The new entrants required help with the distribution and production, which again stimulated the emergence of specialized intermediaries like Flying Goose, which specialized in this segment. Birds Eye should consider selling or spinning off its procurement and distribution businesses, thus decrease overheads and achieve parity in cost structure with the rest of the competition.
For the raw materials peasfarmers needed help with investments in harvesting equipment and with farming expertise. This led to difficulties with marketing as promoting such widely different products was proving to be difficult.
The following are chiefly the reasons why Birds Eye developed as a vertically integrated producer. The emergence of smaller firms opened up opportunities to offer specialized services to manage the various functions in frozen food retail.
Birds Eye did not cater to this niche market whose requirements were different from the consumer market in the sense that they need larger packaging sizes at a lower cost. Development in the food retailing led to the emergence of super market chains this development led to shift in the balance of power from producers to retailers.
The specialized suppliers enjoyed lower overhead costs as they were specialized in single product, which did not involve any changeover costs.
Over a period of time product proliferation occurred at Birds Eye in order to compete in several different market segments.
Birds Eye should consider selling to private labels as their share in the market place has been increasing at a rapid rate.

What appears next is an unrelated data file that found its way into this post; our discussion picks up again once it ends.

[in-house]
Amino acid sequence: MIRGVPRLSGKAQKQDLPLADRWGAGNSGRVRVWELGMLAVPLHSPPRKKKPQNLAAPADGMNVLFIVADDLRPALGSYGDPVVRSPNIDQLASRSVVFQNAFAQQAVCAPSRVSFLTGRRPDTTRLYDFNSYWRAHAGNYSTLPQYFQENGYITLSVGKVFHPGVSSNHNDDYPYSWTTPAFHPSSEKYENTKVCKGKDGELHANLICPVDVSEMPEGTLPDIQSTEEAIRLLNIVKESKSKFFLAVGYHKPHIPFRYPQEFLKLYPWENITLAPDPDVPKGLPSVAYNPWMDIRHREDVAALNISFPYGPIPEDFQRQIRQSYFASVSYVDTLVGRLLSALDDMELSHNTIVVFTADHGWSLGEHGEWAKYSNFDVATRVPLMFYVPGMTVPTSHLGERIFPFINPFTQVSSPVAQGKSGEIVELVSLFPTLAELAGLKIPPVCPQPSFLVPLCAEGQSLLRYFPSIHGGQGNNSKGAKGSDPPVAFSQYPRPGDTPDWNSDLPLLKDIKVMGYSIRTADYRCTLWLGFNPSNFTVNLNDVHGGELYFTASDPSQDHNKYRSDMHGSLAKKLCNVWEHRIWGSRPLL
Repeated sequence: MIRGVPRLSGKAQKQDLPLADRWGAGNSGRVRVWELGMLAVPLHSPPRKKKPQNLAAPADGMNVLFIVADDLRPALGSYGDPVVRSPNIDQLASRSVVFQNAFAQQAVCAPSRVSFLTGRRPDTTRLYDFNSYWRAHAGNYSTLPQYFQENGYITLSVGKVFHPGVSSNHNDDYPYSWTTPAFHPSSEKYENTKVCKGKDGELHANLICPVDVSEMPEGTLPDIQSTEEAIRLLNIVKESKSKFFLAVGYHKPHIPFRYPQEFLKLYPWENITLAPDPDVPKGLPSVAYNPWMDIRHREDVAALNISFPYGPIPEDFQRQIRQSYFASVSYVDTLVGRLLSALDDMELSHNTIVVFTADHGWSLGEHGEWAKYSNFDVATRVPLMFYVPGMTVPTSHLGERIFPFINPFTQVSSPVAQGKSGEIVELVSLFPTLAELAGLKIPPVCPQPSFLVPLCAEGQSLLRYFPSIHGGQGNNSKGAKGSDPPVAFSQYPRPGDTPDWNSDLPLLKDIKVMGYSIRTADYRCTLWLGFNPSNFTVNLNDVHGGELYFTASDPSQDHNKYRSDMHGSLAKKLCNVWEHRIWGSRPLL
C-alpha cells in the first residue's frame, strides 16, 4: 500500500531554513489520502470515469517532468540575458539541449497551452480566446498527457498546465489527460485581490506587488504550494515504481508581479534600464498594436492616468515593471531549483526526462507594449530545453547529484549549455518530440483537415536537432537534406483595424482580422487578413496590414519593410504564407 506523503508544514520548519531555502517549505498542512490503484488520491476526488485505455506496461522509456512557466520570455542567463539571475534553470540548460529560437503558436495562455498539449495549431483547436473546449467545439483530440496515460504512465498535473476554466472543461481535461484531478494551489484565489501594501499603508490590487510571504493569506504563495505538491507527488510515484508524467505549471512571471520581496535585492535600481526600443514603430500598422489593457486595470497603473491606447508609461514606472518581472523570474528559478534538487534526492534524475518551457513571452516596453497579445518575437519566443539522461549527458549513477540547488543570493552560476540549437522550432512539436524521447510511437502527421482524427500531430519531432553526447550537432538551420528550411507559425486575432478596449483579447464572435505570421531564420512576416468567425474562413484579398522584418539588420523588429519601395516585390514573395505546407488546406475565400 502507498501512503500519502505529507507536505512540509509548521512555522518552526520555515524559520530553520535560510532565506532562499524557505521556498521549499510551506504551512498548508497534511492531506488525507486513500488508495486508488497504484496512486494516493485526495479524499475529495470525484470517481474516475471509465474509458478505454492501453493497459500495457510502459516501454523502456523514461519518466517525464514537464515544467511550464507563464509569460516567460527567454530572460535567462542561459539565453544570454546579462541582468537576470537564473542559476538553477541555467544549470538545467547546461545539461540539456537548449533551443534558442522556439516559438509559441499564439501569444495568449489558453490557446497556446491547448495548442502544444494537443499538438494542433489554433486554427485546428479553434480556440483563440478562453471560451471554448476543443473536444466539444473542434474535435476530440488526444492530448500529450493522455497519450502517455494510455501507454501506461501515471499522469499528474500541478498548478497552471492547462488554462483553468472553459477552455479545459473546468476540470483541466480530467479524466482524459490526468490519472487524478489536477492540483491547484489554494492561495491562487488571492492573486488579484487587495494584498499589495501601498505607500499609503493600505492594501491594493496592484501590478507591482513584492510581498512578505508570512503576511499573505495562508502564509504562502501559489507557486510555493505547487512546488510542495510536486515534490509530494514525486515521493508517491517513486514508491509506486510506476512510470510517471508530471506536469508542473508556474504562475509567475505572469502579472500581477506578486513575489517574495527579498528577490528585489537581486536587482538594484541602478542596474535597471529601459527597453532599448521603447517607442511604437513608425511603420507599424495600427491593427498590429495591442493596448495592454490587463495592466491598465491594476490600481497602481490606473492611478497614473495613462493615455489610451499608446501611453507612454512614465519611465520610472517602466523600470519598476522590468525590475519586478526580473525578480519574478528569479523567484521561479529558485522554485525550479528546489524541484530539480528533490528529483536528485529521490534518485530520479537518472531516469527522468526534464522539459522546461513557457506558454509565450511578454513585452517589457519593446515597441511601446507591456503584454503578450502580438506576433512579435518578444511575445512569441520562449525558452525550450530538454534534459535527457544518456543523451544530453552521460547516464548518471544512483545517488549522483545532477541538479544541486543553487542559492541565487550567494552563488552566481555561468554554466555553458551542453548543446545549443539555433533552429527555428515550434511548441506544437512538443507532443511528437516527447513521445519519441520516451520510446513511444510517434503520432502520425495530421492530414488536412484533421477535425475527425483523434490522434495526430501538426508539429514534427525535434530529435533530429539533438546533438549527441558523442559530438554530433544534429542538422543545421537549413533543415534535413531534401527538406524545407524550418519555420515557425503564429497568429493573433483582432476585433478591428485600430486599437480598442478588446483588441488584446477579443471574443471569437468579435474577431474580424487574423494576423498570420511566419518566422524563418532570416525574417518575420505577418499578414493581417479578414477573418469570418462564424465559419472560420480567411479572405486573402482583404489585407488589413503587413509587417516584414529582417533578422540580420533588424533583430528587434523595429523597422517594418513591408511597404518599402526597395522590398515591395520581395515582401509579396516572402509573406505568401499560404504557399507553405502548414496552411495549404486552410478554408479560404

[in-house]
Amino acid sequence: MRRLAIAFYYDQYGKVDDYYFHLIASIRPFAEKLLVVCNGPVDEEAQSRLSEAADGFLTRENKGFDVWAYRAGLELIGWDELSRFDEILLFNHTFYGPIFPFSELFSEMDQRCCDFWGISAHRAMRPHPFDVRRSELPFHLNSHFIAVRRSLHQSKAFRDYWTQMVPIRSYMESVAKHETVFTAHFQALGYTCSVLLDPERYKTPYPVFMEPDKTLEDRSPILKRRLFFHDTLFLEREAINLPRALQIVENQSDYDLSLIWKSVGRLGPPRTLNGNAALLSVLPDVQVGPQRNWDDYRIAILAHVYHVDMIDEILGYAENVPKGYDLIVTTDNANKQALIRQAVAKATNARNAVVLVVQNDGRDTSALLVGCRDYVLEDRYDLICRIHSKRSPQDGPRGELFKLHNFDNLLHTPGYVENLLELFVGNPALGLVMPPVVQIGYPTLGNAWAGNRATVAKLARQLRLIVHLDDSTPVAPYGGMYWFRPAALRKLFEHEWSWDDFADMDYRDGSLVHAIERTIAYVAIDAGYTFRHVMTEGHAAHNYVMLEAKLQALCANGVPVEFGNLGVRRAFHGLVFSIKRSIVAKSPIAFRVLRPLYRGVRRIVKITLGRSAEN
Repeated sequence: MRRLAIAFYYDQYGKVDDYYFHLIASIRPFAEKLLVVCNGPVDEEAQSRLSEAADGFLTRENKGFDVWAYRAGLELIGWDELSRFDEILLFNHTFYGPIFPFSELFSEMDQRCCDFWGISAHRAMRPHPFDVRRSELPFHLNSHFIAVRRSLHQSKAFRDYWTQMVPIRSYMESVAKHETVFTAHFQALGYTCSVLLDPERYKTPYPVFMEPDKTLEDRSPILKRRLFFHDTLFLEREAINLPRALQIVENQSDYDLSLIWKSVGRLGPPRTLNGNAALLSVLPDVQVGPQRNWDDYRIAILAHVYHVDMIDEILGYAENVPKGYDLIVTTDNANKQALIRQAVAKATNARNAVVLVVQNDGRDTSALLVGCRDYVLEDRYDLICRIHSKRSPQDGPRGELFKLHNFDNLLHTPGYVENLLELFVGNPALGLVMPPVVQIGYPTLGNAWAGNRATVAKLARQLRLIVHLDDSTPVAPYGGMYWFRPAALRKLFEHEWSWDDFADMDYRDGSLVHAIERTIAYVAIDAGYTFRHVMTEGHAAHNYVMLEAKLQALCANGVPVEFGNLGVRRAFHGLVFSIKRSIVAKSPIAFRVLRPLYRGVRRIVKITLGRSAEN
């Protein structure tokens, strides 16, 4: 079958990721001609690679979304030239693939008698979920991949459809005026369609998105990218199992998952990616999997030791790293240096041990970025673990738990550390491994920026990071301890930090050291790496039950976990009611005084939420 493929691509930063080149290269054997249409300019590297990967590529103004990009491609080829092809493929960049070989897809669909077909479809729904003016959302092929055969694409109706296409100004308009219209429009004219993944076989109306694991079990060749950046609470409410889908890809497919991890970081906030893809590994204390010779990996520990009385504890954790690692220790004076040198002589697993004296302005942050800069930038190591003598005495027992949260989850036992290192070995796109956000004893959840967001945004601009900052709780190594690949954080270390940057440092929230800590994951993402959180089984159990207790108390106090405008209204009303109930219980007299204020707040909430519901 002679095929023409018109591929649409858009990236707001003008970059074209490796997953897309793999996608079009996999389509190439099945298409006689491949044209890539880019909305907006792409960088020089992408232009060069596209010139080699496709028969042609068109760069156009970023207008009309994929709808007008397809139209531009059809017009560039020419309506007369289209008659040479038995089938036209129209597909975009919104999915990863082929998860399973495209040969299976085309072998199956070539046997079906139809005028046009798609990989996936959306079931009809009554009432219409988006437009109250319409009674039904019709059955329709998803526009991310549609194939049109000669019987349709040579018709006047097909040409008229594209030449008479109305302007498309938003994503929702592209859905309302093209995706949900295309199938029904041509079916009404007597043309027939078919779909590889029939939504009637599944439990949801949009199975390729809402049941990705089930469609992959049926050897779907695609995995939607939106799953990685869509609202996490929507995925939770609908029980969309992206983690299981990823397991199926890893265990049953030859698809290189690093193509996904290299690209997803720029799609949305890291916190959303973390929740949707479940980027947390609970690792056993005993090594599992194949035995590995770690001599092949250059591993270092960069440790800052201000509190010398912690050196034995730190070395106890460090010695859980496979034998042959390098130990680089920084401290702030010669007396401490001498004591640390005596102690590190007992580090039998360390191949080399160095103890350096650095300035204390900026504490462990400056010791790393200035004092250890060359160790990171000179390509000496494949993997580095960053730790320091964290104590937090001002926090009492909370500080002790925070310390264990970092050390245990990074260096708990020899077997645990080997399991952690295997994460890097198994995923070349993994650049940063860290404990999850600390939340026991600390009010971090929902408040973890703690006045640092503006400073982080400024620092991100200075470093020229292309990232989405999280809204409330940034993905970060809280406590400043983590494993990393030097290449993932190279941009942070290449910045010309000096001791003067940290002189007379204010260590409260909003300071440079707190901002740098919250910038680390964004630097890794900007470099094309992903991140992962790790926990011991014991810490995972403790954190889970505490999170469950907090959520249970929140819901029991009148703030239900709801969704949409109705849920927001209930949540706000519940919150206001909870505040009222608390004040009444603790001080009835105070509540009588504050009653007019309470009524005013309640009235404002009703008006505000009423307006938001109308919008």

Did a vertically integrated producer have a competitive advantage over more vertically specialized suppliers of frozen food during the early s?
The products sold by Birds Eye had to be high quality because of the additional overhead of freezing and the products had to be frozen at the right moment within hours to justify the premium. The following factors were chiefly responsible: This process did not let Birds Eye have enough control so they fixed the process by vertical integration.
The reason for the difference can probably be explained by the fact that in the vegetable market Birds Eye was able to secure the supply of raw materials with longer-term contracts with the farmers, However with the fish supplies, there process was more adhoc where the supplies were either bought from dock side auctions are imported from Scandinavia.
The significant infrastructure capital investments by vertically integrated producers when the market was not mature prevented them exiting less profitable businesses. Birds Eye should consider concentrating on the most profitable product lines, use it s brand image as leverage and promote higher margin products while doing away with the unprofitable product lines.
As the industry matured the rate of technological breakthroughs increased which led to decrease in the amount of capital to enter the business making the barriers to entry low. For fish and poultry Birds Eye did backward integration by building capacity and acquiring controlling stake in the suppliers.